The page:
Very wet and cold conditions returned over the weekend in the south, lowering feed utilization on heavy soils, and increasing intake for cold cows.
NIWA forecasts through to August suggest reasonable conditions for eastern South Island areas and with cow condition good, spring calving and feed supply look on track.
Last years national milk production was down 3% report Fonterra, but this should be recovered in the forecast flows for the coming year.
Synlait have dropped this years forecast by 10c, to $6.15, but predict the premiums for special milk products should be 14c/kg ms.
Last weeks dairy auction fell for the first time since March but only by 0.8%, although prices for both whole milk powders and cheese dropped by over 3%.
Milk fats have had a record run as they come back into fashion, and butter prices have more than doubled in the past year.
Fonterra plans to sell about 25% of its processed dairy products through the auction system this year, and this platform is now the dominant force in establishing values in the dairy sector.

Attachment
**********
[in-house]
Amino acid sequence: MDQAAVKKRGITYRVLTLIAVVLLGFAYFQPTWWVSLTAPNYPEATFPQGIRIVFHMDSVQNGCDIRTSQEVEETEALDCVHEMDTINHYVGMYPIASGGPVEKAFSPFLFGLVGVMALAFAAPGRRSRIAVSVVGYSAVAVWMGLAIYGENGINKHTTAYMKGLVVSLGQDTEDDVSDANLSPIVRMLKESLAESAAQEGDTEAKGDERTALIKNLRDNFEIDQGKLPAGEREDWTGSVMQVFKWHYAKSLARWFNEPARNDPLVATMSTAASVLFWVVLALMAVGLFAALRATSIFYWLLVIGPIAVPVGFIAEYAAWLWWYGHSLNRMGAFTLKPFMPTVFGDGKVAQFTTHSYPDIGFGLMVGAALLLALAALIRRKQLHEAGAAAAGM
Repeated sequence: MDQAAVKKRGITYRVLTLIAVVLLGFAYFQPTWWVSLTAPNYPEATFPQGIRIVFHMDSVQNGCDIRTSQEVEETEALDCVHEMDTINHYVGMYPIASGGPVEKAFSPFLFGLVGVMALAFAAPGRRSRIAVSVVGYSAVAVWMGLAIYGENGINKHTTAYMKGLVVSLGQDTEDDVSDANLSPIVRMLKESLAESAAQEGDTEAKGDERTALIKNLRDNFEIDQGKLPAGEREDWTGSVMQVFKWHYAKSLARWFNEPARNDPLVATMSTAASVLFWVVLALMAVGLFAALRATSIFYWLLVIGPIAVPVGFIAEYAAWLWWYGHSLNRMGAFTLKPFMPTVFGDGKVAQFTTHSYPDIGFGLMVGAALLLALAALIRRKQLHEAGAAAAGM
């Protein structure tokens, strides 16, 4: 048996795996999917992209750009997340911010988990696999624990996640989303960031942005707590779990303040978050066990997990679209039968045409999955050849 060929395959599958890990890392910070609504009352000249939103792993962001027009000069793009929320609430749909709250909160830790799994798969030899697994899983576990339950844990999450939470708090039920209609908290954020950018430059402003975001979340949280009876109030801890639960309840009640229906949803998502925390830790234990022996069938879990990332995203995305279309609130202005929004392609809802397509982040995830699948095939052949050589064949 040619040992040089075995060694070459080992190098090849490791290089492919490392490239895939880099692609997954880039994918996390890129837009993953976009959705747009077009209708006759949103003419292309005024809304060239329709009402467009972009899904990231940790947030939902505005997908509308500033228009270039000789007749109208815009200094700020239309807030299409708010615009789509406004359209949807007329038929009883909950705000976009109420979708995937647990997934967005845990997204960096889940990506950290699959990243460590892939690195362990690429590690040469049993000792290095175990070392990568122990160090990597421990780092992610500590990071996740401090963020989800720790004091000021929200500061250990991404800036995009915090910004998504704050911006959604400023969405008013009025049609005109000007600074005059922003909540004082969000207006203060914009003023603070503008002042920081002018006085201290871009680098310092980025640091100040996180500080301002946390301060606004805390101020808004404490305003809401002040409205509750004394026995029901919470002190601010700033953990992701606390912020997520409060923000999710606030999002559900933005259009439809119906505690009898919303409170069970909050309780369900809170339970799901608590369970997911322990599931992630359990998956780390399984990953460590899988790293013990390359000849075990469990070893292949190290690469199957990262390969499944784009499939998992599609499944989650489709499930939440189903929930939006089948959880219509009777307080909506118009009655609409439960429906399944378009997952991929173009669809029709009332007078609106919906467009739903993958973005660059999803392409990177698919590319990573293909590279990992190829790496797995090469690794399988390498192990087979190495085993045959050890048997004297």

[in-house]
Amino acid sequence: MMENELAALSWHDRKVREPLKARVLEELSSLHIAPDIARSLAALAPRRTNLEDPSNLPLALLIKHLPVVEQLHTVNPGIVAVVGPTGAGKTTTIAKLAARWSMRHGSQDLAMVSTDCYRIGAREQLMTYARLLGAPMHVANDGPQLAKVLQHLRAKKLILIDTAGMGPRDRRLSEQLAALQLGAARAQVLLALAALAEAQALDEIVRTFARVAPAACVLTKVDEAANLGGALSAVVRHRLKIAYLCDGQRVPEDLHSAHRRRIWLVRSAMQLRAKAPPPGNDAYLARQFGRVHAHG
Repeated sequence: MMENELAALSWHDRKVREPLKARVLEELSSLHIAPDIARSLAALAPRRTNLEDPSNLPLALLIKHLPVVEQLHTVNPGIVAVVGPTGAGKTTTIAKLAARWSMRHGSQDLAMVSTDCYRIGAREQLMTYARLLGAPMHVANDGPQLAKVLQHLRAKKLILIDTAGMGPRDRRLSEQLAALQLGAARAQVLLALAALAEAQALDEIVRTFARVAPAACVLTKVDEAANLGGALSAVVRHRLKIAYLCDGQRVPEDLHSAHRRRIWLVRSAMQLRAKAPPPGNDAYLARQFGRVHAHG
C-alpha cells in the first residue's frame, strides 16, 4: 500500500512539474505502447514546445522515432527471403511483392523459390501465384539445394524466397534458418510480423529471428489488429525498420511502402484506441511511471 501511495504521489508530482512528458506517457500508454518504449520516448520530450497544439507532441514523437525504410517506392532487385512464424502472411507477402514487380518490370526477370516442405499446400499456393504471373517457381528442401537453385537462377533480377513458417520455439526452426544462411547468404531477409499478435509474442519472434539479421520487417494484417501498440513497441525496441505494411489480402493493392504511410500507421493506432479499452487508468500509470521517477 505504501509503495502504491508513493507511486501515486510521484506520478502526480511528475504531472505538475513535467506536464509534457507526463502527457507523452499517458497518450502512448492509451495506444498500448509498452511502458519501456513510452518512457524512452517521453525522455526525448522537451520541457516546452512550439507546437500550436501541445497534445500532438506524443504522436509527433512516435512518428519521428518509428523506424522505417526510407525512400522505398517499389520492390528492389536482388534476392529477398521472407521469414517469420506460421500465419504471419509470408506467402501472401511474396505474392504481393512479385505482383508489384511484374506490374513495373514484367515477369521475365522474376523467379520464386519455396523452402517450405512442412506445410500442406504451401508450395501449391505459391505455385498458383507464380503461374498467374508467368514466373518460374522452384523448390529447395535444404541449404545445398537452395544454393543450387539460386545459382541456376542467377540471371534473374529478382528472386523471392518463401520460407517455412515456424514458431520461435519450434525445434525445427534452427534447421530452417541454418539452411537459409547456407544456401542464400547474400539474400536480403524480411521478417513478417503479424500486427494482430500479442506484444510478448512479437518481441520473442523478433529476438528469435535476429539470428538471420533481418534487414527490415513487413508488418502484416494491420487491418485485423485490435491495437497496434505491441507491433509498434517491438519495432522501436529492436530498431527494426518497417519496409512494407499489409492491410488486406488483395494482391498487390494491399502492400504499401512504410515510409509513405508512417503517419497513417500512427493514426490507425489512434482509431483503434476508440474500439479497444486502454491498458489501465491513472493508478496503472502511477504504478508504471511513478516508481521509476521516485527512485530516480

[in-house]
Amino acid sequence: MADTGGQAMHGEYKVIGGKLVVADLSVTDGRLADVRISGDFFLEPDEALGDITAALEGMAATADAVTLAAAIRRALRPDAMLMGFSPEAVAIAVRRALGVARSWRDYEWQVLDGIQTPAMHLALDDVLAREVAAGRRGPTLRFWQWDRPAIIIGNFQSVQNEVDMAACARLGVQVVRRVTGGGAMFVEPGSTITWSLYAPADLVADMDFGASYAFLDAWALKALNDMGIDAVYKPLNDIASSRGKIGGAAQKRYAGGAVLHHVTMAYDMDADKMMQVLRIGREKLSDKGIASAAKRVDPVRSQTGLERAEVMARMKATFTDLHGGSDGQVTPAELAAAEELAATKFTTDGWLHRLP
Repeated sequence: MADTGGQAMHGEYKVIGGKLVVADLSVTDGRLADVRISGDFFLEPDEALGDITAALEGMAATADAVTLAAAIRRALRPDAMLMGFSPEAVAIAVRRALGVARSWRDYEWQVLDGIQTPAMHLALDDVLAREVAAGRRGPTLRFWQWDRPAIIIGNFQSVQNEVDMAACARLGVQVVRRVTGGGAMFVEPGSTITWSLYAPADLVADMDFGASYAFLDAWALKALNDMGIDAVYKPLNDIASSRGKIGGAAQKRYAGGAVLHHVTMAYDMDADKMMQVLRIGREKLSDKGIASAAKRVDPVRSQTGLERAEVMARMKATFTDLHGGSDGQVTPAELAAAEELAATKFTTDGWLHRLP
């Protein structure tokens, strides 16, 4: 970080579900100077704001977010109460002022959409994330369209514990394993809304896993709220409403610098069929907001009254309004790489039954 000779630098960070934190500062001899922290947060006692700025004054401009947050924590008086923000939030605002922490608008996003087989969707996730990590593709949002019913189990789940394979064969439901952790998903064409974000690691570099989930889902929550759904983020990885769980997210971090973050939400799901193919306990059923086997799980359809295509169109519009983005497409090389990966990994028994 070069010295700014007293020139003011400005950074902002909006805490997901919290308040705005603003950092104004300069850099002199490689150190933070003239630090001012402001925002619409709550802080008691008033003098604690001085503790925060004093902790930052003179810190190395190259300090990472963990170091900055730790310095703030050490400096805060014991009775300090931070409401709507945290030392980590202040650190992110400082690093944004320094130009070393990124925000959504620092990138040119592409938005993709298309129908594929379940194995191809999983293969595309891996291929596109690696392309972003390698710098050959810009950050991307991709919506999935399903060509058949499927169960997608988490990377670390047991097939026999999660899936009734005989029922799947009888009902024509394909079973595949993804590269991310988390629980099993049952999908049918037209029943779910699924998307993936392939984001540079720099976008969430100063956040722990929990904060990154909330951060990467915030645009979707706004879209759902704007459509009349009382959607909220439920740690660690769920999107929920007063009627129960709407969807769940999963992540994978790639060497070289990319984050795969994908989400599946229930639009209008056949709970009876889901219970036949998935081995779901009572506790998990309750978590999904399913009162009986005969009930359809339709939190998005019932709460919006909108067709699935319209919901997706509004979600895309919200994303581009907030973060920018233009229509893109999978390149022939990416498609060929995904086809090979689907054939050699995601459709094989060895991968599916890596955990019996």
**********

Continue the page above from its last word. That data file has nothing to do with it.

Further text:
The new Canterbury environment rules under plan change 5 may limit future cow numbers, as they seek to reduce nutrient loadings leaching into the groundwaters on porous soils.
Complex consent applications may apply, and concerns have been expressed how the present intensive irrigation systems may cope with these changes.
These follow similar stringent environmental regulations in Waikato, Southland and Manawatu areas and some commentators believe this could curtail future conversions and herd expansions.
The future may be seen in improving per head performance at a lower stocking rate, and more off paddock wintering to minimise nutrient runoff during the months when the soils are waterlogged.
Competition for milk is heating up especially in the Waikato, where Open Country Dairy is planning more processing capacity and needs more milk to fill the demand.
Fonterra have responded with a campaign that seeks to illustrate transparency in comparing milk price returns, believing that their model with share dividends added to the milk price, gives the best returns.
AgResearch have called for a new debate on genetic modification in NZ, as they announce they have bred a new ryegrass called High Metabolisable Energy(HME), that they claim will reduce methane emissions by 15-30%.
Other advantages are reported to be good drought resiliance and improved milk production, but under present laws that forbid genetic modification in this country, the field trials have been only done in the States.
Farmers need science and all the tools it provides, to solve the major environmental and climate change issues, that confront it.